Chapter 5 Vital Signs

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Hypotension is generally considered when the blood pressure falls to 90/60 mmHg or below. Hypotension can be also caused by bleeding, shock, severe burn, prolonged diarrhea and vomiting. Orthostatic hypotension refers to the low blood pressure when the client sits or stands. It is usually the result of peripheral vasodilatation in which the blood flow increases and the blood flowing to main body organs decreases, especially the brain, often causing the person to feel fainted.

Nursing Process and Blood Pressure Determination


The assessment of blood pressure along with pulse assessment is used to evaluate the general state of cardiovascular health and its response to other system imbalances. The assessment includes the client’s usual condition, such as age, sex, the state of illness and treatment, and whether the clients have hemiplegia and dysfunctions or other complications.

Nursing Diagnosis

Hypotension, hypertension, and narrow or wide pulse pressures are defining characteristics of many nursing diagnoses and are considered along with other assessment data. For example, the defining characteristics of hypotension, dizziness, pulse deficit and dysrhythmia lead to a diagnosis of decreased cardiac output. Related nursing diagnoses include activity intolerance, anxiety, cardiac output decreasing, and fluid volume deficit.

Nursing Plan

The nursing care plan includes appropriate interventions based on the nursing diagnosis identified and the related factors, the client’s understanding on the purpose of taking blood pressure and cooperating with nursing and treatment.


·Keep surroundings quiet and the temperature appropriate.

·Have light and digestible, low fat and low cholesterol, high vitamins and high fiber diet. Limit salt intake according to the client’s blood pressure level.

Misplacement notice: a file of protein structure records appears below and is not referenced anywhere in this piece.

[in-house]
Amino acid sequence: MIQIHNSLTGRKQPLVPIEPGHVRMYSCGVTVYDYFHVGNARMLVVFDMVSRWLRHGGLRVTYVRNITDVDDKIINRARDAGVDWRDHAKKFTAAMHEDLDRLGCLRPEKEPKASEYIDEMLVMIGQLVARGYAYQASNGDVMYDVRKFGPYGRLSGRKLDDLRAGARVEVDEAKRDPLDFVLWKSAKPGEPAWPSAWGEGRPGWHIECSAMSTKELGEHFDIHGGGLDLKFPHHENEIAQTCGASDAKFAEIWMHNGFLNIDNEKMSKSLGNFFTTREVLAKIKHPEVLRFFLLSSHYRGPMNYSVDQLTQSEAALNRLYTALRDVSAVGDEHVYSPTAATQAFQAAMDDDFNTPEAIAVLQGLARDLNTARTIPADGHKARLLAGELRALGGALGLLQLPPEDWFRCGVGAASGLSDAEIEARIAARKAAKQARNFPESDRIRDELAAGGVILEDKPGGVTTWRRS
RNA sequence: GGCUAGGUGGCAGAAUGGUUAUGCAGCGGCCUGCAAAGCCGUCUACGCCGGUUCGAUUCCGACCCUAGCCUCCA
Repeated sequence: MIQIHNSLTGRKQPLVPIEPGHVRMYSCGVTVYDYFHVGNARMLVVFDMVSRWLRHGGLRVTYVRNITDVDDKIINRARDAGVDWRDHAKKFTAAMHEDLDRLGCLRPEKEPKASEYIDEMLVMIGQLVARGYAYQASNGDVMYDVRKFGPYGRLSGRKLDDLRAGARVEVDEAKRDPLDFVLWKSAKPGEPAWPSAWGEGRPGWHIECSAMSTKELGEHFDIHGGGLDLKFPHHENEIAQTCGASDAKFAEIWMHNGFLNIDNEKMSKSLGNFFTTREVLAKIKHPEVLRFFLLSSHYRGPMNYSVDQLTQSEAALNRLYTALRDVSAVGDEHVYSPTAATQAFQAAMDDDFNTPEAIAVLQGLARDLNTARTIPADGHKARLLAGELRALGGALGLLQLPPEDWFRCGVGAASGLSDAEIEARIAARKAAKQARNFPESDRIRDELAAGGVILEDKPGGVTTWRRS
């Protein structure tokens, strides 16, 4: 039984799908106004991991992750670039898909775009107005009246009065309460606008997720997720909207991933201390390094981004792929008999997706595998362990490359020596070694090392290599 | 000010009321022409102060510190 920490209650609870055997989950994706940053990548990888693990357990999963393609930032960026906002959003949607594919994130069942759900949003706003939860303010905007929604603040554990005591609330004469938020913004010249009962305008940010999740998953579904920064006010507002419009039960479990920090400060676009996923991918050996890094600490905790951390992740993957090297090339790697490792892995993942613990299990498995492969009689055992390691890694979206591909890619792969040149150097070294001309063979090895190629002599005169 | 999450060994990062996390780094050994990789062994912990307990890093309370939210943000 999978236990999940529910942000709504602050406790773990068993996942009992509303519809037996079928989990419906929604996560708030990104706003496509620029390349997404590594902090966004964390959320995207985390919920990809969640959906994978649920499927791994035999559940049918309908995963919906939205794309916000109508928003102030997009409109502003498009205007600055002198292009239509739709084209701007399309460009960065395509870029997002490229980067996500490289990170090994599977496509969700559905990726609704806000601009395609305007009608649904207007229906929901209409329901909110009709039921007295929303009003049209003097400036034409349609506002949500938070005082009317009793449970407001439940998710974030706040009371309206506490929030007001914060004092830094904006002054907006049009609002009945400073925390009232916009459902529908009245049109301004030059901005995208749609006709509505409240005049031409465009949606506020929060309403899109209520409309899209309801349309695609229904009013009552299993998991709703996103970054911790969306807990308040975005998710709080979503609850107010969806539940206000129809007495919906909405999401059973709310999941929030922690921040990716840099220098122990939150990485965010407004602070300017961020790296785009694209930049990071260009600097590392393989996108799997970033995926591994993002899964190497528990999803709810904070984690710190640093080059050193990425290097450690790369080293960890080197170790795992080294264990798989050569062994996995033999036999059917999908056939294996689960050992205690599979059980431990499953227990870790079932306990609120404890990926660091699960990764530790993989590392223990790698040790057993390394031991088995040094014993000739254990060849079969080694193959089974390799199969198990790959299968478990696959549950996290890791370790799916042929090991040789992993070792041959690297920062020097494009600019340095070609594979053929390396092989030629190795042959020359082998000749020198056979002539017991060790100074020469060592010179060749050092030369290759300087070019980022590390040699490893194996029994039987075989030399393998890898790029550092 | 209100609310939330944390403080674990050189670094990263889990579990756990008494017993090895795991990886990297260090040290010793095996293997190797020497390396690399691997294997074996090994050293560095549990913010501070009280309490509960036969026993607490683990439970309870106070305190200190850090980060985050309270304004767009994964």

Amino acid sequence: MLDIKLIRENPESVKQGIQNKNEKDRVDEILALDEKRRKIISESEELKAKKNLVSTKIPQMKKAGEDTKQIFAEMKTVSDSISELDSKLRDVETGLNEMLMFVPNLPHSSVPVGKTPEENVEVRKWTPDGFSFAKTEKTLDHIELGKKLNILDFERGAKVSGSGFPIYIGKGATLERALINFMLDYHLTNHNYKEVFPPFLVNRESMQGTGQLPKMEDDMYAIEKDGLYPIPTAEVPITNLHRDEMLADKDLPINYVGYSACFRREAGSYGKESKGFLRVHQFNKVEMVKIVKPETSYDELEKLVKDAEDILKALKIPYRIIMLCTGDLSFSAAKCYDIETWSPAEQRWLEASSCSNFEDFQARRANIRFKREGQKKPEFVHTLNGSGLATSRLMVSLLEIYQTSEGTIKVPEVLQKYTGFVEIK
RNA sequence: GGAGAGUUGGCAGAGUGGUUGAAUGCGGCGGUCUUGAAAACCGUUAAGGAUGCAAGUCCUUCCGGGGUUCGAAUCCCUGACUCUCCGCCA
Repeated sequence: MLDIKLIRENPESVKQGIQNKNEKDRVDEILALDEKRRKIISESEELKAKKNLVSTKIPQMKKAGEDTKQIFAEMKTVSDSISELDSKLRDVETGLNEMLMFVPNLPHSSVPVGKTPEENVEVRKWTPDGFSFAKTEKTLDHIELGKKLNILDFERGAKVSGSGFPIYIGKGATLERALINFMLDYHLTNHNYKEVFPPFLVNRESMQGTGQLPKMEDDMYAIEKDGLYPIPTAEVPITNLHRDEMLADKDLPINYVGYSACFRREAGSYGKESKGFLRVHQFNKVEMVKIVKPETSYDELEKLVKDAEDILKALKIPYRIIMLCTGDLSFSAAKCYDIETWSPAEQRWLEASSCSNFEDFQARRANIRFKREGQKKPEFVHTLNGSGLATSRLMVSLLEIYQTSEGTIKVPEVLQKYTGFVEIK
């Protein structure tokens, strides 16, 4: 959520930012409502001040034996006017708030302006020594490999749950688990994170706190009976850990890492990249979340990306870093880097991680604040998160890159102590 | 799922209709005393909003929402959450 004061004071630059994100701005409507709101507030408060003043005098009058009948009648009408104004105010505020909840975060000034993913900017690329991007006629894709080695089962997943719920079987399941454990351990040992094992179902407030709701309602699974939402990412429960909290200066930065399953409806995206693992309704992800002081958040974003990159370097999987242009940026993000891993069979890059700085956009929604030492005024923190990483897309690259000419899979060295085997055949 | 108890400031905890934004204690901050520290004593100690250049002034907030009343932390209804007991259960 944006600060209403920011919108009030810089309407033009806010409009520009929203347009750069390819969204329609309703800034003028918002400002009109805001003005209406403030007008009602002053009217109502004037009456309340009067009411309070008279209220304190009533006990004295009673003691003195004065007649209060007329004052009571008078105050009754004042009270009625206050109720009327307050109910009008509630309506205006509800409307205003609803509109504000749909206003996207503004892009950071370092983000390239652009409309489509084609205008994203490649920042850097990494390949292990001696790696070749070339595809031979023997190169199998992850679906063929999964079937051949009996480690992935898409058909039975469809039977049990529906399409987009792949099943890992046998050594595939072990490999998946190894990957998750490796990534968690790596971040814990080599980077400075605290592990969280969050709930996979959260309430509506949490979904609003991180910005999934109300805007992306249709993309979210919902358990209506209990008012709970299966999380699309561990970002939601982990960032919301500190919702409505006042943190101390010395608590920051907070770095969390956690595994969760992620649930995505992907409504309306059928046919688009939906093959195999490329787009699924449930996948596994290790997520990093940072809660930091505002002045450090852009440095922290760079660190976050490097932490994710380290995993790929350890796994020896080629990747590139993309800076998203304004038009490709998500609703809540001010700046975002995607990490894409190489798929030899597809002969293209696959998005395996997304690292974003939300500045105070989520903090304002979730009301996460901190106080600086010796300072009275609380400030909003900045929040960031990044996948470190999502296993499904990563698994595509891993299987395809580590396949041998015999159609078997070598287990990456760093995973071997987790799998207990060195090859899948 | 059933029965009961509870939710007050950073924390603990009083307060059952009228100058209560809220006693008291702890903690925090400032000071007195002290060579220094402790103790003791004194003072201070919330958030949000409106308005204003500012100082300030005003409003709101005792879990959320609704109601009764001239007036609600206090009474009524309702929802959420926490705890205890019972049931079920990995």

·Form the habit of regular life. Have enough sleep, stop smoking and drinking alcohol, maintain stool smoothly.

·Keep stable mood and decrease factors affecting emotion.

·Exercise appropriately.

·Monitor the clients’ blood pressure and condition closely. Instruct clients to take medicine on time and observe reactions of medicine.

·Health instruction: Teach the clients and family members to take blood pressure and observe the complications of hypertension and basic first-aid skills.


The nurse evaluates the clients’ outcomes by assessing the blood pressure following each intervention; evaluates clients’ mental state and cooperation with treatment and nursing; and evaluates clients’ knowledge about health.

Section Ⅳ Respiration
Human survival depends on the ability of oxygen (O2) to reach body cells and for carbon dioxide (CO2) to be removed from the cells. Respiration is the mechanism the body uses to exchange gases between the atmosphere and the blood and the cells. Respiration involves external respiration and internal respiration. External respiration refers to the exchange of oxygen and carbon dioxide between the alveoli of lung and the pulmonary blood. Internal respiration refers to the exchange of oxygen and carbon dioxide between the circulating blood and the cells of the body tissues.

Inspiration refers to the intake of air into the lungs. Expiration refers to breathing out or the movement of gases from the lungs to the atmosphere. Ventilation is also used to refer to the movement of air in and out of the lungs.

There are two basic types of breathing: thoracic breathing and diaphragmatic breathing. Thoracic breathing involves the external intercostals muscles and other accessory muscles, such as the sternocleidomastoid muscles. It can be observed by the upward and outward movement of the chest. Diaphragmatic breathing involves the contraction and relaxation of the diaphragm, and it is observed by the movement of the abdomen.

Regulation of Respiration
Respiratory center